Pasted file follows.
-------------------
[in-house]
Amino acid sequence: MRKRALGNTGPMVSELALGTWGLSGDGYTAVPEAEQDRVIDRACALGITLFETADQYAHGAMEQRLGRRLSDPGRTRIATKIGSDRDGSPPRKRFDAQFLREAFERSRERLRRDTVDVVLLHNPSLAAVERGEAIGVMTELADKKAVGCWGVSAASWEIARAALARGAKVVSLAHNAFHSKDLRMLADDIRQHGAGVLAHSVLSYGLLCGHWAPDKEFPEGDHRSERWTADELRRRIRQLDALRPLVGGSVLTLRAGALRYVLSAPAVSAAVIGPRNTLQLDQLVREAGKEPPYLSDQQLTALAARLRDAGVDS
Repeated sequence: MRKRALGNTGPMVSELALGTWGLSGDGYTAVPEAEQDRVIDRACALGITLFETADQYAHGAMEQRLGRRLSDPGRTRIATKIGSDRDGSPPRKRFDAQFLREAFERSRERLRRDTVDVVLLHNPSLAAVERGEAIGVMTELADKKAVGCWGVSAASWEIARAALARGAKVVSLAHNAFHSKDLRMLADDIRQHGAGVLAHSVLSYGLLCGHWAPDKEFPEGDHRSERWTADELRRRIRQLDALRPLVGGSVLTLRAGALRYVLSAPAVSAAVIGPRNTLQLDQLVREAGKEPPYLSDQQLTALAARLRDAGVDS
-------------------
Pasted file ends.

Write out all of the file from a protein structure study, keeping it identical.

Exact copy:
[in-house]
Amino acid sequence: MRKRALGNTGPMVSELALGTWGLSGDGYTAVPEAEQDRVIDRACALGITLFETADQYAHGAMEQRLGRRLSDPGRTRIATKIGSDRDGSPPRKRFDAQFLREAFERSRERLRRDTVDVVLLHNPSLAAVERGEAIGVMTELADKKAVGCWGVSAASWEIARAALARGAKVVSLAHNAFHSKDLRMLADDIRQHGAGVLAHSVLSYGLLCGHWAPDKEFPEGDHRSERWTADELRRRIRQLDALRPLVGGSVLTLRAGALRYVLSAPAVSAAVIGPRNTLQLDQLVREAGKEPPYLSDQQLTALAARLRDAGVDS
Repeated sequence: MRKRALGNTGPMVSELALGTWGLSGDGYTAVPEAEQDRVIDRACALGITLFETADQYAHGAMEQRLGRRLSDPGRTRIATKIGSDRDGSPPRKRFDAQFLREAFERSRERLRRDTVDVVLLHNPSLAAVERGEAIGVMTELADKKAVGCWGVSAASWEIARAALARGAKVVSLAHNAFHSKDLRMLADDIRQHGAGVLAHSVLSYGLLCGHWAPDKEFPEGDHRSERWTADELRRRIRQLDALRPLVGGSVLTLRAGALRYVLSAPAVSAAVIGPRNTLQLDQLVREAGKEPPYLSDQQLTALAARLRDAGVDS